Not exactly Watchmen.

Anyway, years went by and comic buyers got a bit more sophisticated.  The Legion got its own title in the early seventies with a rotating roster of writers, including Paul Levitz, Gerry Conway and Roy ThomasDave Cockrum and Mike Grell did much of the penciling work and it typically looked pretty sharp.  Overall, it looked solid, but the stories tended to be the same, bland fare.  Not bad, but not outstanding, either.

Then in the early 1980s, Paul Levitz returned to the writing chores.  He brought with him the art team of Keith Giffen and Larry Mahlstedt.  I loved this art team from the very beginning, and the story line took a sudden spike in sophistication and maturity.  It really kicked into high gear when Paul started The Great Darkness Saga.  It involved the appearance of the Jack Kirby uber-villain, Darkseid, in the far future.  He returns without any New Gods to stop him and does a respectable try at conquering the galaxy.

A couple of notes here.

First, for you younger folks, most comic companies weren’t in the habit of having big, apocalyptic, multi-part story lines at the time.  There were occasional long plot lines, but they were few and far between.  And rarely did anything of true substance happen, especially with DC Comics. Moreover, the general tone and plot lines tended to be fairly straightforward. 

Then along comes The Great Darkness.  For those of you who read it after it had been collected in a trade paperback, you’re actually missing a pretty big element of the series: mystery.  Levitz didn’t just come out and say: “Hey, here comes Darkseid!”  Nope.  Through most of it, you have no idea who this Big Bad is.  Sure, Levitz threw in lots of hints, but they weren’t super-obvious, especially if you didn’t know your New Gods lore.  You just knew that things were gettin’ real when the flunkies beat the crap out of the toughest Legionnaires with ease!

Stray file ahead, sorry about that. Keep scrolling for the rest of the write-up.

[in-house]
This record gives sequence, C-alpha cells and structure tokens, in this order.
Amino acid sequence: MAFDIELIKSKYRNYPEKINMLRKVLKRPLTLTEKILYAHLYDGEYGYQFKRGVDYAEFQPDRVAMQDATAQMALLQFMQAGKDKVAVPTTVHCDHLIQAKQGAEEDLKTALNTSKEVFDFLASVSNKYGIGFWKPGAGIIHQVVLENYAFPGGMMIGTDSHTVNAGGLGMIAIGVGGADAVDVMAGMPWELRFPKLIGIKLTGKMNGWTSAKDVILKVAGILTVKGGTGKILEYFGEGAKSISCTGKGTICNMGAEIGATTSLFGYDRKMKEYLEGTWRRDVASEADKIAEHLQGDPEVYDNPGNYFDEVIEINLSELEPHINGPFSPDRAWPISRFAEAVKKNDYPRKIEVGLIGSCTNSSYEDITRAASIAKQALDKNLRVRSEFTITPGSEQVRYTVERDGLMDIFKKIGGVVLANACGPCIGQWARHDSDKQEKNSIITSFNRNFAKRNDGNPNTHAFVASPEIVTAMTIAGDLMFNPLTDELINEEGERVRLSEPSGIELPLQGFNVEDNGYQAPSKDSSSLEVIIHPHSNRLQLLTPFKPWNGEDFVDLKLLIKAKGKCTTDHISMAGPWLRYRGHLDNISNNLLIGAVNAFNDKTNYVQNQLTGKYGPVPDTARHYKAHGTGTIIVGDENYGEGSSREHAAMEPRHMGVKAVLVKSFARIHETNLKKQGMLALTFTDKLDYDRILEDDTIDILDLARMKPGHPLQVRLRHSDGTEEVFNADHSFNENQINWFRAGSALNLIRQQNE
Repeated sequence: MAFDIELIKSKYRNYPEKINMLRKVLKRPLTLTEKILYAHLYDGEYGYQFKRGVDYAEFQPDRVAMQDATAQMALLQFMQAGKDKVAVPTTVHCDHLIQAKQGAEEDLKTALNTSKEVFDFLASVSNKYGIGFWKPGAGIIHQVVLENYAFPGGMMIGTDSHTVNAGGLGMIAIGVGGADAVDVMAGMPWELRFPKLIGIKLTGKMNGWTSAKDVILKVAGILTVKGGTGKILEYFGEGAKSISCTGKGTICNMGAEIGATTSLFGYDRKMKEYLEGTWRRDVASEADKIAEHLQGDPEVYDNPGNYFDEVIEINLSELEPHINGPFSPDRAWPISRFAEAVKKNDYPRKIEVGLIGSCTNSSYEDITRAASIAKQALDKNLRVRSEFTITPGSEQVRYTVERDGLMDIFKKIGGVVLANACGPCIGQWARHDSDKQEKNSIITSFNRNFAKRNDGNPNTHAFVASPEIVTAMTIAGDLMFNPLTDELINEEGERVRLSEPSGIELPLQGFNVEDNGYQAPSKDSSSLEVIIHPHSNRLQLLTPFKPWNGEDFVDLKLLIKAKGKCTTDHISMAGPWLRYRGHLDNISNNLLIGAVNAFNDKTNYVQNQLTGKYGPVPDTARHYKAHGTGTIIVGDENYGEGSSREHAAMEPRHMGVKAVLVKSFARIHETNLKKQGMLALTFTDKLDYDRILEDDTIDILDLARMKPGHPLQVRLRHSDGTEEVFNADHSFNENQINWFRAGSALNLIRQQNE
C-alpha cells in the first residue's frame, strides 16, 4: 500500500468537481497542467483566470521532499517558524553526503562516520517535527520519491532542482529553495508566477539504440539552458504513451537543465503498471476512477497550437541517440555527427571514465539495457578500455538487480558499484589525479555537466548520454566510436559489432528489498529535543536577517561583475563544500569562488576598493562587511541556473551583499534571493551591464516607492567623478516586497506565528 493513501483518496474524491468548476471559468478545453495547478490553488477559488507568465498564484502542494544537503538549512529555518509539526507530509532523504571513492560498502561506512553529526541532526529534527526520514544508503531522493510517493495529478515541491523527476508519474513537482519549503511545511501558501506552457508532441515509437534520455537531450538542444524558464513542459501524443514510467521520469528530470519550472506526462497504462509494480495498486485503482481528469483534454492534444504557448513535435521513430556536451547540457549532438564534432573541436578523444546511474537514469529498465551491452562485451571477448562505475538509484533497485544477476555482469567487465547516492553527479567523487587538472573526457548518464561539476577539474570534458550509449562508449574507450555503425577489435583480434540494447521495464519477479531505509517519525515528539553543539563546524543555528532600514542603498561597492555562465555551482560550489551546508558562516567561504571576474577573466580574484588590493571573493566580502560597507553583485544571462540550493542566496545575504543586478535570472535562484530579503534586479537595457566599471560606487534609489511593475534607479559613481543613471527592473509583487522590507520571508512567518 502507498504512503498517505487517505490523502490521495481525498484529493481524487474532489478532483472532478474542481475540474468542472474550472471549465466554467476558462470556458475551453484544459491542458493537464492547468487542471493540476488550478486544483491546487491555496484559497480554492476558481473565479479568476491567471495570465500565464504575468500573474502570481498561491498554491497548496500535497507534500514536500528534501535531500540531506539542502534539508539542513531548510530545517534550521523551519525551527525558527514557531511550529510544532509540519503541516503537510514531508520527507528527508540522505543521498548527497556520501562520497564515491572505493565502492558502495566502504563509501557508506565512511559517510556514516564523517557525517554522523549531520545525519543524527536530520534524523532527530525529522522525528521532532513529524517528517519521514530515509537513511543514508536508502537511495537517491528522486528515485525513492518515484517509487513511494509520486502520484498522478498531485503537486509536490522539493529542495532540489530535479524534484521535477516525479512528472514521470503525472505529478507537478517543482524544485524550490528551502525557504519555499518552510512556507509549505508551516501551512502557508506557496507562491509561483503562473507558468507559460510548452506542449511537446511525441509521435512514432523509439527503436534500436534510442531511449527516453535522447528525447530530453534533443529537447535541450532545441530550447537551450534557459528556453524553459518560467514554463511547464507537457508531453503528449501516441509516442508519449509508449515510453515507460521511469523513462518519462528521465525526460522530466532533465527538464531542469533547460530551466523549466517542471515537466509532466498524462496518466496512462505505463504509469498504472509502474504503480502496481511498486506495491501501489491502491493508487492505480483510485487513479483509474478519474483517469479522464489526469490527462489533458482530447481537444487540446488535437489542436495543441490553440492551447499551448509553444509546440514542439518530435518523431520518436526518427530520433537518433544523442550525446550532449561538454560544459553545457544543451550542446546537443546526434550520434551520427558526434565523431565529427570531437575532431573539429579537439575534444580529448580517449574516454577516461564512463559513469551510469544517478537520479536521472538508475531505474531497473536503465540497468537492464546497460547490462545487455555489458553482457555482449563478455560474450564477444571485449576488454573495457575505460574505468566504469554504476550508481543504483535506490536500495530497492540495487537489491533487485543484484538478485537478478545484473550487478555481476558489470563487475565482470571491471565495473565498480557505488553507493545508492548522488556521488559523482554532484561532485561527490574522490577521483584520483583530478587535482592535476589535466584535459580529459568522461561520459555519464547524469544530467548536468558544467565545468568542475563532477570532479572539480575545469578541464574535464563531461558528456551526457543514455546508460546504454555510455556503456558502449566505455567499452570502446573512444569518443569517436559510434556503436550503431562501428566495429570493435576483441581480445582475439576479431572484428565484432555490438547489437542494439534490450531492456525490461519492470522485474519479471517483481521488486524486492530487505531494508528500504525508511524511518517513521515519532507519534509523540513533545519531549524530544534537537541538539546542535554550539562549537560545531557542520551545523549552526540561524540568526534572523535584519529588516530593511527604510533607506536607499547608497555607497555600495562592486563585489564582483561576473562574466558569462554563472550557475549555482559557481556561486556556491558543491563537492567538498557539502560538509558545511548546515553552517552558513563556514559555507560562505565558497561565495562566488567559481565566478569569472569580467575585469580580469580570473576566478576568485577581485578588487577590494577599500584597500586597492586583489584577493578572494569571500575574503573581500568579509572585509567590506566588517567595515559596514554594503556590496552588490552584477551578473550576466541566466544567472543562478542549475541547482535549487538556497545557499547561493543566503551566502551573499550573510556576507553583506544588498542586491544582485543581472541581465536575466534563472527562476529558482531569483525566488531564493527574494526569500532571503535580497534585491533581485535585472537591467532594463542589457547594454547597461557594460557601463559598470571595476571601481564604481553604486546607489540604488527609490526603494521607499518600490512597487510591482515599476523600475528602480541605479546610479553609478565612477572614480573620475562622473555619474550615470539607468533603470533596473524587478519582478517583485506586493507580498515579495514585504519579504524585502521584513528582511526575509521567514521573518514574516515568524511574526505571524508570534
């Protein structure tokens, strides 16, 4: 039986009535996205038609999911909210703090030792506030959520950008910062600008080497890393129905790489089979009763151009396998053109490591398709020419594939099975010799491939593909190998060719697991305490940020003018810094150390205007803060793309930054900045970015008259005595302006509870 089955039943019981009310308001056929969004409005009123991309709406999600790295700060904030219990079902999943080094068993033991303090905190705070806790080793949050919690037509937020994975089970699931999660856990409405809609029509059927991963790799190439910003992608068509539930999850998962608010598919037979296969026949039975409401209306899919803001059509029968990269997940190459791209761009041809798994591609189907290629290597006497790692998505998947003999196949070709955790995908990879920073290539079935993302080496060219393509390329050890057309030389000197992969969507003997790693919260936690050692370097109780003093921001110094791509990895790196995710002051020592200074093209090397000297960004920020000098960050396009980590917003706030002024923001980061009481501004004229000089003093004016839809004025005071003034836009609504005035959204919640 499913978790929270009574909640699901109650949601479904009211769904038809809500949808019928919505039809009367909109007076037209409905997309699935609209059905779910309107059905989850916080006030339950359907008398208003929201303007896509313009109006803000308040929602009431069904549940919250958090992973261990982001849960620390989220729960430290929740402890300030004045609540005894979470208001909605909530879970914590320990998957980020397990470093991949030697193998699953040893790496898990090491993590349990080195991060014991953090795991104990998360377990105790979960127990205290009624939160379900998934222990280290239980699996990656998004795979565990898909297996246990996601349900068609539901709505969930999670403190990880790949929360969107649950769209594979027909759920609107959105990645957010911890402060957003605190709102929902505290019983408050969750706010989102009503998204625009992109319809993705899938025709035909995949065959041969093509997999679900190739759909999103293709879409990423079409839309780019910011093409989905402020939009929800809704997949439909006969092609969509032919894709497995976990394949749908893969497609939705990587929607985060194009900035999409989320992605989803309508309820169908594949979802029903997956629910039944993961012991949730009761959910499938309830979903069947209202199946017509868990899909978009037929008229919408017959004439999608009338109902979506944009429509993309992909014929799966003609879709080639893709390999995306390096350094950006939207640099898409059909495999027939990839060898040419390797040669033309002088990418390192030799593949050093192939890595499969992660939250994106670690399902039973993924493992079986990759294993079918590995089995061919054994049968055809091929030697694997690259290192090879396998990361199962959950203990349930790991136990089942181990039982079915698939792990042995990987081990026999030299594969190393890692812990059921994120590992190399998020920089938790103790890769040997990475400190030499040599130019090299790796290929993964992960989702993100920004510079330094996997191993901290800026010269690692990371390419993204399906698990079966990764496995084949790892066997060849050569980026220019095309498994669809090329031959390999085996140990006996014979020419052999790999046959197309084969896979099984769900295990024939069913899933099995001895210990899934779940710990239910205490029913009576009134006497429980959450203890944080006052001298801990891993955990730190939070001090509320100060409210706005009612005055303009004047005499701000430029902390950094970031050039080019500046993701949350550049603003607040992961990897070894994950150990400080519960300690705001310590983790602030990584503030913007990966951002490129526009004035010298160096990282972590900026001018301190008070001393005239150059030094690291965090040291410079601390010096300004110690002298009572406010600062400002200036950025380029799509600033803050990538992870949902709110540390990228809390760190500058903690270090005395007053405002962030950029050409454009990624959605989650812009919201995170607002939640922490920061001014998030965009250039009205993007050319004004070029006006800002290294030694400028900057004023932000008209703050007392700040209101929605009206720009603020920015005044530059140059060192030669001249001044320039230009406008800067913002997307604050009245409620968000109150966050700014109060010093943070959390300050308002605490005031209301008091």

As the story progressed, you found out that the mysterious, inhuman bad guys were “unliving clones” (yes, I’m also not sure what the means–but it’s cool) of some of the most powerful members of the DC Universe, including Superman and a Guardian of OA.  They were badass.

Mordru had beaten the whole Legion before. This is a ‘spit take’ moment.

Then when the mysterious master showed up, he proceeded to stomp the Legion’s most powerful enemies with ease and steal their powers.  The stakes just kept going up and the Legion got beaten time and time again before they’d even seen the “master”.  I remember geeking out when I found out (although I had suspected) that the master was Darkseid.  The Big Reveal was sweet.  And Darkseid’s master plan was . . . well, one of the better ones I’ve seen a Evil Mastermind come up with.  When I saw it in action, my response was: “How in the hell are they going to win this?!”  Seriously.  Good plan.

I don’t want to spoil too many of the surprises.  I wish everyone could read this without knowing it was Darkseid.  So good.  I will say the virtually every hero who had every had an appearance in the LSH shows up–and the LSH is still outpowered a thousand-to-one.

Anyway, let me also rain down praise on the art team of Keith Giffen and Larry Mahstedt.  I had encountered Giffen before in the pages of Marvel’s Defenders, but he really comes into his own in this.  When he first started, he looked very much like a Jack Kirby clone (which, if you have to be a clone, isn’t too shabby) but he defines his own style in LSH.  I also must wonder how much of the plotting he helped with, as he’s a pretty good writer on his own.  I must confess I like this period in his artwork the best.  Later he did a much looser style that I liked, but it didn’t feel as good.  I do adore all of his Ambush Bug work, though. (For those who don’t know, Ambush Bug was Deadpool before there was a Deadpool.)

If DC wanted a property to do another animated adaptation of, they could do much worse than The Great Darkness Saga.

Go pick up a copy of the trade paperback and revel in the goodness.